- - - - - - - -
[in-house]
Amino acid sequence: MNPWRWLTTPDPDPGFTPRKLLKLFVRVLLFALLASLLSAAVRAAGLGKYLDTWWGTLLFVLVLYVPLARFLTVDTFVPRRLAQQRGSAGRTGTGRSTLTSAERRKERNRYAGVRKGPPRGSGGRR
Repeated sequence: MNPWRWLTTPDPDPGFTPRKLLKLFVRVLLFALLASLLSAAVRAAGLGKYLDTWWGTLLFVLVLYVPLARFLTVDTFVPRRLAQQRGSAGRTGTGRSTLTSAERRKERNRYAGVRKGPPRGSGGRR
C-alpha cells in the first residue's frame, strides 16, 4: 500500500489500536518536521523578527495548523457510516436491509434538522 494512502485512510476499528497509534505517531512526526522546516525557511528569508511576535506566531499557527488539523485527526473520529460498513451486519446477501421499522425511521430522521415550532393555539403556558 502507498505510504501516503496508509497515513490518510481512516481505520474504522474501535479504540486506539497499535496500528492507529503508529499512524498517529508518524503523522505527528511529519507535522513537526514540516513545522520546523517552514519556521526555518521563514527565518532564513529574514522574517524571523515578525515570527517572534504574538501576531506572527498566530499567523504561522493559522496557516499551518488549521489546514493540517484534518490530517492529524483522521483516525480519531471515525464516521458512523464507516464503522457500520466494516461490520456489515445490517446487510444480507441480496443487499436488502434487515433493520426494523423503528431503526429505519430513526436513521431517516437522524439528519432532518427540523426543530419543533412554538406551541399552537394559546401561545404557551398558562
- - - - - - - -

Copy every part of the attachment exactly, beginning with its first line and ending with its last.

[in-house]
Amino acid sequence: MNPWRWLTTPDPDPGFTPRKLLKLFVRVLLFALLASLLSAAVRAAGLGKYLDTWWGTLLFVLVLYVPLARFLTVDTFVPRRLAQQRGSAGRTGTGRSTLTSAERRKERNRYAGVRKGPPRGSGGRR
Repeated sequence: MNPWRWLTTPDPDPGFTPRKLLKLFVRVLLFALLASLLSAAVRAAGLGKYLDTWWGTLLFVLVLYVPLARFLTVDTFVPRRLAQQRGSAGRTGTGRSTLTSAERRKERNRYAGVRKGPPRGSGGRR
C-alpha cells in the first residue's frame, strides 16, 4: 500500500489500536518536521523578527495548523457510516436491509434538522 494512502485512510476499528497509534505517531512526526522546516525557511528569508511576535506566531499557527488539523485527526473520529460498513451486519446477501421499522425511521430522521415550532393555539403556558 502507498505510504501516503496508509497515513490518510481512516481505520474504522474501535479504540486506539497499535496500528492507529503508529499512524498517529508518524503523522505527528511529519507535522513537526514540516513545522520546523517552514519556521526555518521563514527565518532564513529574514522574517524571523515578525515570527517572534504574538501576531506572527498566530499567523504561522493559522496557516499551518488549521489546514493540517484534518490530517492529524483522521483516525480519531471515525464516521458512523464507516464503522457500520466494516461490520456489515445490517446487510444480507441480496443487499436488502434487515433493520426494523423503528431503526429505519430513526436513521431517516437522524439528519432532518427540523426543530419543533412554538406551541399552537394559546401561545404557551398558562